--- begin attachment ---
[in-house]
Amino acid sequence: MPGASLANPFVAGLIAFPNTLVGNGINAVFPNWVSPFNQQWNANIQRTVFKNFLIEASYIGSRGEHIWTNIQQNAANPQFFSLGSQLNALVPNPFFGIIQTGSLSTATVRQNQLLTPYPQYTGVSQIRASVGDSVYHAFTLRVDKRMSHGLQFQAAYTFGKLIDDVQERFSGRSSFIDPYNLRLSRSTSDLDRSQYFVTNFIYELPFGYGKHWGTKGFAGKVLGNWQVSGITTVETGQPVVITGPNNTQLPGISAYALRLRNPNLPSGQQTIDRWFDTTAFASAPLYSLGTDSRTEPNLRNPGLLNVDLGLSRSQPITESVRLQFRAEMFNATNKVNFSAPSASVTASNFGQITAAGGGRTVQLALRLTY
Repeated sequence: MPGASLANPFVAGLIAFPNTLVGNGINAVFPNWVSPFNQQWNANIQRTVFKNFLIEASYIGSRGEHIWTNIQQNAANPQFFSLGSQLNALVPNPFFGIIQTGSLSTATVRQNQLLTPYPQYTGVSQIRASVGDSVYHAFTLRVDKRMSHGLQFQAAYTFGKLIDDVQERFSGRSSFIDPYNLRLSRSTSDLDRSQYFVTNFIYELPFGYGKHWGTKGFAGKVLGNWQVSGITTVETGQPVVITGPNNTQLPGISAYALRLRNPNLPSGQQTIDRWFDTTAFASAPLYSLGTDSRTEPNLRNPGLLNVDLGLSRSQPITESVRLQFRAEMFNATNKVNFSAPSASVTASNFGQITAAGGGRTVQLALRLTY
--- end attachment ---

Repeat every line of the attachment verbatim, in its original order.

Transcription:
[in-house]
Amino acid sequence: MPGASLANPFVAGLIAFPNTLVGNGINAVFPNWVSPFNQQWNANIQRTVFKNFLIEASYIGSRGEHIWTNIQQNAANPQFFSLGSQLNALVPNPFFGIIQTGSLSTATVRQNQLLTPYPQYTGVSQIRASVGDSVYHAFTLRVDKRMSHGLQFQAAYTFGKLIDDVQERFSGRSSFIDPYNLRLSRSTSDLDRSQYFVTNFIYELPFGYGKHWGTKGFAGKVLGNWQVSGITTVETGQPVVITGPNNTQLPGISAYALRLRNPNLPSGQQTIDRWFDTTAFASAPLYSLGTDSRTEPNLRNPGLLNVDLGLSRSQPITESVRLQFRAEMFNATNKVNFSAPSASVTASNFGQITAAGGGRTVQLALRLTY
Repeated sequence: MPGASLANPFVAGLIAFPNTLVGNGINAVFPNWVSPFNQQWNANIQRTVFKNFLIEASYIGSRGEHIWTNIQQNAANPQFFSLGSQLNALVPNPFFGIIQTGSLSTATVRQNQLLTPYPQYTGVSQIRASVGDSVYHAFTLRVDKRMSHGLQFQAAYTFGKLIDDVQERFSGRSSFIDPYNLRLSRSTSDLDRSQYFVTNFIYELPFGYGKHWGTKGFAGKVLGNWQVSGITTVETGQPVVITGPNNTQLPGISAYALRLRNPNLPSGQQTIDRWFDTTAFASAPLYSLGTDSRTEPNLRNPGLLNVDLGLSRSQPITESVRLQFRAEMFNATNKVNFSAPSASVTASNFGQITAAGGGRTVQLALRLTY